But apparently what happened is not that the Administration has agreed to go to the court for such warrants, but it most
likely got one of the FISA judges to grant blanket authority for Bush to continue to spy on American citizens whenever
he feels like doing so. It's bad enough that privacy of American citizens is being violated regularly on a massive
scale, but if the Administration, as some surmise, also is spying on its political enemies through this program -- with
no detailed oversight by court or Congress -- we may never find out what happened.
The Democrats need to get to the bottom of this issue, especially on who may have granted the blanket approval and on
the implications of giving the Bush Administration a free hand to spy on American citizens. The Dems should not tolerate
evasions and lies and half-truths from Attorney General Gonzales. In addition, the court cases against this domestic
spying must proceed so that the constitutional issues can be joined. Gonzales, not incidentally, has asserted that
judges should bow to the commander-in-chief's will ( LINK
) in all national-security matters.
9. The Democrats too easily accept the "framing" terms of the Bush Administration. For example, so much time has passed since the bombing of Iraq in 2003 and the establishment of American hegemony there
that the Dems hardly ever revisit the original motives and lies that took the country into war and a neo-colonial
occupation. How Americans were bamboozled into Iraq is regarded as "old news," and the focus is on the latest Bush
atrocity or in how to get our troops out.
But the neo-con policies that got the U.S. enmeshed in its current unwinnable quagmire in Iraq derive from the same
warped ideologies that are taking us deeper into that war and moving us inexorably into an attack on Iran and maybe
Syria as well.
Sen. Kennedy has it right when he urges Congress to call for a vote on a new Authorization to Use Military Force in Iraq
(AUMF), since the old one is now out of date and was based on phony rationales in any case, such as the supposed
presence of WMD in Iraq and Saddam's supposed ties to 9/11. It's long past time to have this debate on Bush's war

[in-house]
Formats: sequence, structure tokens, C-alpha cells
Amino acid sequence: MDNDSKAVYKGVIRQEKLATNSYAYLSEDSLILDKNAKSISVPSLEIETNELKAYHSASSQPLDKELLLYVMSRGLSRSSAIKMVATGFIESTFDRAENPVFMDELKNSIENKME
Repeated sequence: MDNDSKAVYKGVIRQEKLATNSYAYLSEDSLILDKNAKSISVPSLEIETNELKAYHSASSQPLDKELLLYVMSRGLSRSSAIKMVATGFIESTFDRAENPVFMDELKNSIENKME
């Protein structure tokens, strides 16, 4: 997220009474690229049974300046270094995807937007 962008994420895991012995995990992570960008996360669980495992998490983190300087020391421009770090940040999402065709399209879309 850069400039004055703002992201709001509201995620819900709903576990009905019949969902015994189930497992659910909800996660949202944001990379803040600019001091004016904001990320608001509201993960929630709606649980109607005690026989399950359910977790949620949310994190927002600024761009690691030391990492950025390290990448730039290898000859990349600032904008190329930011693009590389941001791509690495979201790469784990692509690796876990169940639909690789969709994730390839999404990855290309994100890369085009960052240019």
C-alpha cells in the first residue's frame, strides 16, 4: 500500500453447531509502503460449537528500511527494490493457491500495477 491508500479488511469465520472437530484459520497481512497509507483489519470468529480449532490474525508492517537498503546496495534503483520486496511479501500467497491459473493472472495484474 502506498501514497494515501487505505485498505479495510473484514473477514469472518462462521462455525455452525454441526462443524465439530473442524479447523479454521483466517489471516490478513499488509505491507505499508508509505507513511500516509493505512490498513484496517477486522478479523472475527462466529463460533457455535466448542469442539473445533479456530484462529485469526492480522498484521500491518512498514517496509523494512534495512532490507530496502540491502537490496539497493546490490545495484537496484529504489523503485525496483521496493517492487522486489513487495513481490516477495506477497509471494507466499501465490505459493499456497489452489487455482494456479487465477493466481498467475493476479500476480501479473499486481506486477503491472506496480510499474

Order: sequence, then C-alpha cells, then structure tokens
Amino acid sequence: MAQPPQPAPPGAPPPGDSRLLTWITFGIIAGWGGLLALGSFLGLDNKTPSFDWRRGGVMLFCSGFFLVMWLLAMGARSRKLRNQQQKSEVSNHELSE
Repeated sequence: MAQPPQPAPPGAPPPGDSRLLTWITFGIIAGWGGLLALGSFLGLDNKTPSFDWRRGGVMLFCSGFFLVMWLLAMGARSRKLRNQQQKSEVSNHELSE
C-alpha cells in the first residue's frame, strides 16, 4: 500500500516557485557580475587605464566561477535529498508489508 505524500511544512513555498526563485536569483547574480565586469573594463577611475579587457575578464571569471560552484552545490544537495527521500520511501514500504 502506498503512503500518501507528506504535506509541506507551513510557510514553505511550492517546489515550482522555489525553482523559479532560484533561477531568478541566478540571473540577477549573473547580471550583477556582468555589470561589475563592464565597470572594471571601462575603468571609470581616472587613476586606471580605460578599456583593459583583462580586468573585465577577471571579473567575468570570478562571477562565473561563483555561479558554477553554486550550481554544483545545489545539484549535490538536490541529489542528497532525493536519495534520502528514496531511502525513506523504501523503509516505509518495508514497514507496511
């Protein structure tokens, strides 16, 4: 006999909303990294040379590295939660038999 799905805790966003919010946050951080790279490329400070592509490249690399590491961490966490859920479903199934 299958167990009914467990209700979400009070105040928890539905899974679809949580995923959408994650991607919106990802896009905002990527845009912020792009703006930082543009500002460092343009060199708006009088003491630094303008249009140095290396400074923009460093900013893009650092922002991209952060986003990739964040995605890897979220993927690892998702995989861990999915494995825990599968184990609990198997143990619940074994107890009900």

policies that are so endangering America's national security, especially the Bush strategy of "preventive wars" -- i.e.,
attacking countries that are of no imminent threat but who might years or decades hence be antagonistic to America.
Similarly, Sen. Reid says devoid of an AUMF, Bush has no legal foundation to attack Iran. And, not incidentally, has
anyone seen any demonstrable evidence justifying either the escalation in Iraq or the planned attack on Iran? Nope. Just
the usual agitprop, assertions and scare tactics from Bush, very reminiscent of the weeks before the "shock" attack on Iraq in 2003.
10. The Democrats do not go after Bush at their most vulnerable spots. One of the major ones is the Administration's having devised unconstitutional rationalizations for torture as official
state policy. Legal-advisor toadies like Gonzales and John Yoo and Jay Bybee, under Rumsfeld's tutelage, came up with
the cockamamie theory that a president is effectively beyond the law whenever he says he's acting as
"commander-in-chief" during "wartime." Since the "war on terrorism" is a never-ending, non-conventional one, that
rationale means that Bush can act as a dictator in perpetuity, ignoring laws passed by Congress, ignoring the
Constitutional protections under the Bill of Rights, whenever he wants.
Yoo and Gonzales and the others concocted a policy authorizing torture of detainees either in prisons in the U.S. or
Guantanamo, or in foreign countries such as Iraq and Afghanistan, or in secret CIA prisons in a wide variety of n ations
abroad, or sent in "extraordinary rendition" to countries that specialize in extreme torture methods. The Democrats need
to focus on getting those policies reversed and the government once again under Constitutional law.
So, those are my ten. No doubt, you could come up with your own list of shames. The point is that the Democrats finally
are in a position to do something about them, and they're moving way too slowly in confronting these key issues.
If the Democrats want to take back the White House in 2008 and hold onto the House and Senate, they'd better get
cracking, before they waste the mandate and momentum supplied them by the voters last November. And before popular anger
and revulsion set in among the progressive Democratic base to the point of considering switching to a third-party.
Those of us interested in significant change need to put Democratic leaders' feet to the fire and keep the temperature
of the coals hot.
Bernard Weiner, Ph.D. in government & international relations, has taught at Western Washington University and San Diego State University, worked as a
writer/editor at the San Francisco Chronicle, and currently is co-editor of The Crisis Papers ( www.crisispapers.org
). To comment, write crisispapers @ comcast.net .
First published by The Crisis Papers and Democratic Underground 1/23/07.
Copyright 2007 by Bernard Weiner